Today Judicata released the results of a first of it’s kind ranking – the quality of their briefs. Founder Itai Gurari authored a blogpost on their website which explains the study. Judging Lawyers: Objectively Evaluating Big Law Litigation Departments.
Last November I wrote a post describing how the Judicata Clerk product can be used to evaluate the strength of a brief during the drafting process. Forget the Robots You Might Just Need a Clerk.
Gurari’s post describes Judicata’s goal in releasing this ranking as an effort to illustrate how clients can use data to evaluate the quality of a law firms work product. “Data has yet to significantly impact how clients select their litigation counsel. Lawyer and law firm evaluation has traditionally been a subjective measure: driven by perception, personal relationships, and word-of-mouth recommendations of a law firm’s litigation.”
Guari acknowledges the work of analytics pioneers such as Lex Machina in utilizing docket data to gain granular insights into a vast array of strategic insights such as motion outcomes and judges behavior. “Yet that higher level docket-based analysis is still far removed from the more fundamental motion practice skills at the core of every litigation — the drafting and argumentation that go into the briefs filed in support of a court motion.”
The Ranking Methodology Judicata compared briefs from the 20 largest law firms in California. These 20 law firms are among the 100 largest law firms in the world, and include firms in the global twenty.
Judicata ran 500 briefs filed in California state court through the Clerk evaluation process. The briefs spanned a diverse set of lawsuits, covering everything from individual employment actions, to complex contract disputes, to billion-dollar startup founder fights. The clients included young California companies like Lyft and Snapchat, Silicon Valley behemoths like Apple, Facebook, and Google, and international giants like BP and Toyota. Some of the lawsuits were highly publicized, and some involved well-known celebrities like Kim Kardashian, Carrie Fisher, and Manny Pacquiao.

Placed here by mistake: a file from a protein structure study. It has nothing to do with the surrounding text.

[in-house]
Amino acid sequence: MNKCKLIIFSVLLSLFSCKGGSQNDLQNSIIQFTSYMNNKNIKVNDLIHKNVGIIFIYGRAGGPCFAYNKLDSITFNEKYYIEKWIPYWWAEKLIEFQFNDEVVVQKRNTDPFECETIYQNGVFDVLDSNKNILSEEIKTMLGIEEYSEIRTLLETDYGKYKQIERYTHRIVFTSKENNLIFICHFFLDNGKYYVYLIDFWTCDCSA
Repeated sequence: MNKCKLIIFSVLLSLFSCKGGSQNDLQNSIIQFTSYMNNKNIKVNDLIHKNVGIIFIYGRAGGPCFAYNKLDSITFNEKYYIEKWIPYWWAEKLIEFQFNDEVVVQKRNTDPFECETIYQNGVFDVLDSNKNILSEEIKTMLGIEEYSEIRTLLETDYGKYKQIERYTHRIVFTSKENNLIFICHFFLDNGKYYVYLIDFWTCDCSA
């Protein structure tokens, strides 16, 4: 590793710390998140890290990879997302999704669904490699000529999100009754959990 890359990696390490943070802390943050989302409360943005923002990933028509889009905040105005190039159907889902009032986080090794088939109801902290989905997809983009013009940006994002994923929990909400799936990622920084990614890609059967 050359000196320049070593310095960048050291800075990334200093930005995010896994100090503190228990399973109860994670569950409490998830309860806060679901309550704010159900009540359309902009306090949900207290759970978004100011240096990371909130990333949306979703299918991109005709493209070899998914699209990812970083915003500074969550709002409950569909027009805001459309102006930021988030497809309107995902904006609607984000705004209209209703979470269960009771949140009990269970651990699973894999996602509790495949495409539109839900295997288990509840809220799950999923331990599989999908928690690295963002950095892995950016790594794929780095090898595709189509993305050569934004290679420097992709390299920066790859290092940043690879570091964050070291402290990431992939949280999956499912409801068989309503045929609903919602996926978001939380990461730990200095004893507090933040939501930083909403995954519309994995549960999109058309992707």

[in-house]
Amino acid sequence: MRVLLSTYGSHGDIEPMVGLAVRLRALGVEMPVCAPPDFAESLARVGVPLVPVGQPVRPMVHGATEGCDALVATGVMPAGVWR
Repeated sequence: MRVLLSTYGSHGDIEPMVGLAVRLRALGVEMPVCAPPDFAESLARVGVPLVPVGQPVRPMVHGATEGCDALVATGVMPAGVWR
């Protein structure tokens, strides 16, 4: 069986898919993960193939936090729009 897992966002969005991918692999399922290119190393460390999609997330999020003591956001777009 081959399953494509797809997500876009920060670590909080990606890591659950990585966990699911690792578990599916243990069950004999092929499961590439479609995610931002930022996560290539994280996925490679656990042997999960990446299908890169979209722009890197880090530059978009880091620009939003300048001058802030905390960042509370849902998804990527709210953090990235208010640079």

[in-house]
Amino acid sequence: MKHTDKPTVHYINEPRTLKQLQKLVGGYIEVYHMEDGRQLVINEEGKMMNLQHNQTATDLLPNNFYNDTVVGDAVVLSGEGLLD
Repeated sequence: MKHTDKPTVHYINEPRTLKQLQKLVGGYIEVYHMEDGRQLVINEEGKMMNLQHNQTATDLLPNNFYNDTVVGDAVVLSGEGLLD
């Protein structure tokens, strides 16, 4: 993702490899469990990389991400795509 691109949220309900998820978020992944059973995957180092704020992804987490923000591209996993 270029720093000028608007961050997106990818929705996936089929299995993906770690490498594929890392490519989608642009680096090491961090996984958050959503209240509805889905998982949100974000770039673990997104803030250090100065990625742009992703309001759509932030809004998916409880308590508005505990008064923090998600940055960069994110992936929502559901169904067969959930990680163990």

The result of this evaluation is the first-ever ranking of law firm litigation departments based on an objective measure of their lawyering skills. Although all the briefs that were analyzed were filed in California state court, Guari points out that Clerk ‘s evaluation criteria “are fundamental to motion practice and translate to both federal court and other US jurisdictions.” Here is the Judicata rankings of law firm briefs. The full report including ranking for arguments and drafting is here.
Law Firms are sensitive to their placement in ranking lists. Most of these rankings have been based on either survey responses or financial metrics such as profits per partner or value of deal representation. This is the first survey I am aware of offering an algorithmic assessment of a law firm’s work product. It is likely that more rankings of this kind will be developed. One positive outcome is that the focus on work product rankings will underscore the importance of knowledge management, process improvement and human – machine interaction to improve the quality of work product and reduce reputational risks.